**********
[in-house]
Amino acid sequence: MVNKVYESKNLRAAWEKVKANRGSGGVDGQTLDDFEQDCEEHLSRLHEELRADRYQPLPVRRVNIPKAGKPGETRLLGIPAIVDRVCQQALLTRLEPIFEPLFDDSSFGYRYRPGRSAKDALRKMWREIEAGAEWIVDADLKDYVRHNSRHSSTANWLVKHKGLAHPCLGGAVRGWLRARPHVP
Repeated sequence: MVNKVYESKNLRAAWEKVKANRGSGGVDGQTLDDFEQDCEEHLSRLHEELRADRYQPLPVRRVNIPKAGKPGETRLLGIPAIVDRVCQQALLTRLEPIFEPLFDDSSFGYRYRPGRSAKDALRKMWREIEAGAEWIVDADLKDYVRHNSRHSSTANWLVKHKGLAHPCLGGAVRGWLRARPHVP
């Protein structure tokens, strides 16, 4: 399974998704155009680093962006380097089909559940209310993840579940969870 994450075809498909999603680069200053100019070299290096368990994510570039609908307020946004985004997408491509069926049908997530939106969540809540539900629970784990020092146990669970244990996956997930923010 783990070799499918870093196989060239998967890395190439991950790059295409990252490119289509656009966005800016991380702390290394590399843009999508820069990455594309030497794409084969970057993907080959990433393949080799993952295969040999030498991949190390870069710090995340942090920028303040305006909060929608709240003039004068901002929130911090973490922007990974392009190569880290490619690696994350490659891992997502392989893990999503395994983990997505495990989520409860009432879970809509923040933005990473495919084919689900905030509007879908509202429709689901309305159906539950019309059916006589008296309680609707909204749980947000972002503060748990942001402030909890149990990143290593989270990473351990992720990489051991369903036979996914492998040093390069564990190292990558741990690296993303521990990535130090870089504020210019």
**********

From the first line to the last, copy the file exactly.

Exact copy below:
[in-house]
Amino acid sequence: MVNKVYESKNLRAAWEKVKANRGSGGVDGQTLDDFEQDCEEHLSRLHEELRADRYQPLPVRRVNIPKAGKPGETRLLGIPAIVDRVCQQALLTRLEPIFEPLFDDSSFGYRYRPGRSAKDALRKMWREIEAGAEWIVDADLKDYVRHNSRHSSTANWLVKHKGLAHPCLGGAVRGWLRARPHVP
Repeated sequence: MVNKVYESKNLRAAWEKVKANRGSGGVDGQTLDDFEQDCEEHLSRLHEELRADRYQPLPVRRVNIPKAGKPGETRLLGIPAIVDRVCQQALLTRLEPIFEPLFDDSSFGYRYRPGRSAKDALRKMWREIEAGAEWIVDADLKDYVRHNSRHSSTANWLVKHKGLAHPCLGGAVRGWLRARPHVP
């Protein structure tokens, strides 16, 4: 399974998704155009680093962006380097089909559940209310993840579940969870 994450075809498909999603680069200053100019070299290096368990994510570039609908307020946004985004997408491509069926049908997530939106969540809540539900629970784990020092146990669970244990996956997930923010 783990070799499918870093196989060239998967890395190439991950790059295409990252490119289509656009966005800016991380702390290394590399843009999508820069990455594309030497794409084969970057993907080959990433393949080799993952295969040999030498991949190390870069710090995340942090920028303040305006909060929608709240003039004068901002929130911090973490922007990974392009190569880290490619690696994350490659891992997502392989893990999503395994983990997505495990989520409860009432879970809509923040933005990473495919084919689900905030509007879908509202429709689901309305159906539950019309059916006589008296309680609707909204749980947000972002503060748990942001402030909890149990990143290593989270990473351990992720990489051991369903036979996914492998040093390069564990190292990558741990690296993303521990990535130090870089504020210019």